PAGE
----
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Employment Law Archives

EEOC Disability Accommodation Guidance to Address Higher-Risk Massachusetts Employees Returning to Work

Since the outset of the COVID-19 pandemic, the U.S. Equal EmploymentDisability 3.jpgOpportunity Commission (EEOC) has issued instructions, statements, and guidance to help Massachusetts employers navigate COVID-19's workplace impact.

COVID-19 Layoff Or Pretext For Age Discrimination Against Older Massachusetts Employees?

The recent, unprecedented changes to our country and its workforce due to theAge discrimination 5.jpg COVID-19 pandemic have upended the lives of millions. The economic fallout continues and in many instances, Massachusetts employers simply have no choice but to lay off large swaths of their employees due to the lack of business/revenue. And these employers have legitimate reasons for doing so and view this as a heart-wrenching but necessary step. 

Mental Illness in the Massachusetts Workplace: Don't Ask? Don't Tell?

Today, many Massachusetts residents with even the most serious mental illnessesDiscrimination 15.jpg are capable of working in mainstream, competitive jobs. Thanks to a new generation of drugs, the acute symptoms of schizophrenia, bipolar disorder, and major depression can be controlled for many patients, so that many persons with these disorders are able to hold full-time jobs. The new drugs cannot, however, cure mental illness, and many individuals continue to experience residual symptoms of their disorders. At work, they face a dilemma: Should they tell their employer about their diagnosis? Will disclosure result in support and job accommodations, or stigma and discrimination?
A new study, sponsored by the National Institute of Mental Health, is investigating this topic. The study aims to discover how employers and workers can talk about mental illness in ways that result in more successful work outcomes.

Disclosure is the path to employer-provided job accommodations.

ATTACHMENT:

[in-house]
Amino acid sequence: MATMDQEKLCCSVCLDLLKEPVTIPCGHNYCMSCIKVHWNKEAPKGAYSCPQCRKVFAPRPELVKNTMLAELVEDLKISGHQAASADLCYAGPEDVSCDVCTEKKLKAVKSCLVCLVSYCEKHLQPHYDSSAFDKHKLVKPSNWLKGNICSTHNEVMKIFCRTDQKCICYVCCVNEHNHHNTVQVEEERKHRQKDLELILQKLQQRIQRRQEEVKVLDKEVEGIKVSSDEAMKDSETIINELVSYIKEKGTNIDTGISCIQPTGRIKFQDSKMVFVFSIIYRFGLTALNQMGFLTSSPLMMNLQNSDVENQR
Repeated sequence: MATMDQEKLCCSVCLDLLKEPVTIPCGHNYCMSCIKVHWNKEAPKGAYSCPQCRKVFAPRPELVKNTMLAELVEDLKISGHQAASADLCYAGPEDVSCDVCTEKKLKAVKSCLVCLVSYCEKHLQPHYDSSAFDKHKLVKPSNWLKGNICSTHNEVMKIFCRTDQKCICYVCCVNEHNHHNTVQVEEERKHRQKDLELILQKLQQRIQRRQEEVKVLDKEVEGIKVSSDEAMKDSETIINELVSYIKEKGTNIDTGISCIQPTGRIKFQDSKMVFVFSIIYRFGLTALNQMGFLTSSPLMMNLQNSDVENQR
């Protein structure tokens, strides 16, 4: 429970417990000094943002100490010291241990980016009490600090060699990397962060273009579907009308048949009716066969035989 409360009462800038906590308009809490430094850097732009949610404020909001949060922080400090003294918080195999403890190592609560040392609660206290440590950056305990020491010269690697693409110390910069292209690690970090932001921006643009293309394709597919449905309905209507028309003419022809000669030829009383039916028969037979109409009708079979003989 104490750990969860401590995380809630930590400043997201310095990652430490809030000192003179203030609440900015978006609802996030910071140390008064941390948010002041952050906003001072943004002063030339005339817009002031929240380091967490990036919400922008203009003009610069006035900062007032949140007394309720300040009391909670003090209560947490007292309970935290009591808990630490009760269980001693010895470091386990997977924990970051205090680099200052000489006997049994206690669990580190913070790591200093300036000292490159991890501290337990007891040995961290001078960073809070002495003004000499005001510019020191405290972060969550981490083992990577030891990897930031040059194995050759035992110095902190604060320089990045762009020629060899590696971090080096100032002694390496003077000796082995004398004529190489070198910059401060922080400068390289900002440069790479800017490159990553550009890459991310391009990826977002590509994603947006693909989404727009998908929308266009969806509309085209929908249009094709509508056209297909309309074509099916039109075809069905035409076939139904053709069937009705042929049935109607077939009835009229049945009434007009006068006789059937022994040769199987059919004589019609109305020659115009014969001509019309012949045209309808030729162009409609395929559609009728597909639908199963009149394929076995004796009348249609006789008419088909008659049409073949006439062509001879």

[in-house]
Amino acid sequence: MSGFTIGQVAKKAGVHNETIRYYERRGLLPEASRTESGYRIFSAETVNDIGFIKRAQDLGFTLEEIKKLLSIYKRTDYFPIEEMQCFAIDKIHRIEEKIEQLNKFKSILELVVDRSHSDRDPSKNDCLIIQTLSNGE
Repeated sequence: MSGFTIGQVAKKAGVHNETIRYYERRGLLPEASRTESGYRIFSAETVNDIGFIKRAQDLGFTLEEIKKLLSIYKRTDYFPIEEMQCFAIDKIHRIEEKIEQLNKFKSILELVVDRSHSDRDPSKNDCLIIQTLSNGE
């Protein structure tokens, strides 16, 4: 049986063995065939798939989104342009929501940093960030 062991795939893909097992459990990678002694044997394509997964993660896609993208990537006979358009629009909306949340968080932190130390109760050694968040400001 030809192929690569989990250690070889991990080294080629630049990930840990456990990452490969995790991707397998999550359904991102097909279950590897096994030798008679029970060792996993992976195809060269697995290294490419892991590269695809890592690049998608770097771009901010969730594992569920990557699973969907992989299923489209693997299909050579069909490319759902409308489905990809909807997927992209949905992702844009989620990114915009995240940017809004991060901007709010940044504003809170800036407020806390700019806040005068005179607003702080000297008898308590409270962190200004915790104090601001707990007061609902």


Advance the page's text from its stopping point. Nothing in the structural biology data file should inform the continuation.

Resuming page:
The Americans with Disabilities Act (1990, 2008) mandates that employers provide reasonable accommodations to workers with disabilities who are otherwise capable of performing the essential functions of their jobs. The Job Accommodation Network (JAN) cites the following example of a reasonable accommodation for a worker with serious mental illness:

Workplace Laws Your Massachusetts Employer May be Violating

No one is above the law, including your Massachusetts boss. The National LaborEmployee rights.jpg Relations Act and a variety of statutes overseen by the U.S. Equal Employment Opportunity Commission protect employees from hostile work environments, discrimination and unfair labor practices. There are also Massachusetts and local regulations that employers must follow.

Massachusetts Adjusts Limits on Employer Inquiries into Job Applicants' Criminal History

Under Massachusetts law, employers are prohibited from asking for informationCriminal Record.jpg about an applicant's criminal history on an "initial written employment application" (this is referred to as the "ban the box" provision).

What if I am Still Employed, I Have a Massachusetts Wage Claim, but I Don't Want to be Fired?

It is illegal to fire a Massachusetts employee for trying to get paid their wages. The law says "NoEmployee Compensation.jpg employee shall be penalized by an employer in any way as a result of any action on the part of an employee to seek his or her rights under the wages and hours provisions of this chapter."

Infograghic: #MeToo: Facts About Sexual Harassment in the Massachusetts Workforce

The #MeToo and Time's Up Now movement is sparking much debate across the country, and your Massachusetts workplace is no exception. But just how prevalent is sexual harassment in companies across the U.S.? The infographic below highlights key findings from a recent CareerBuilder survey. 

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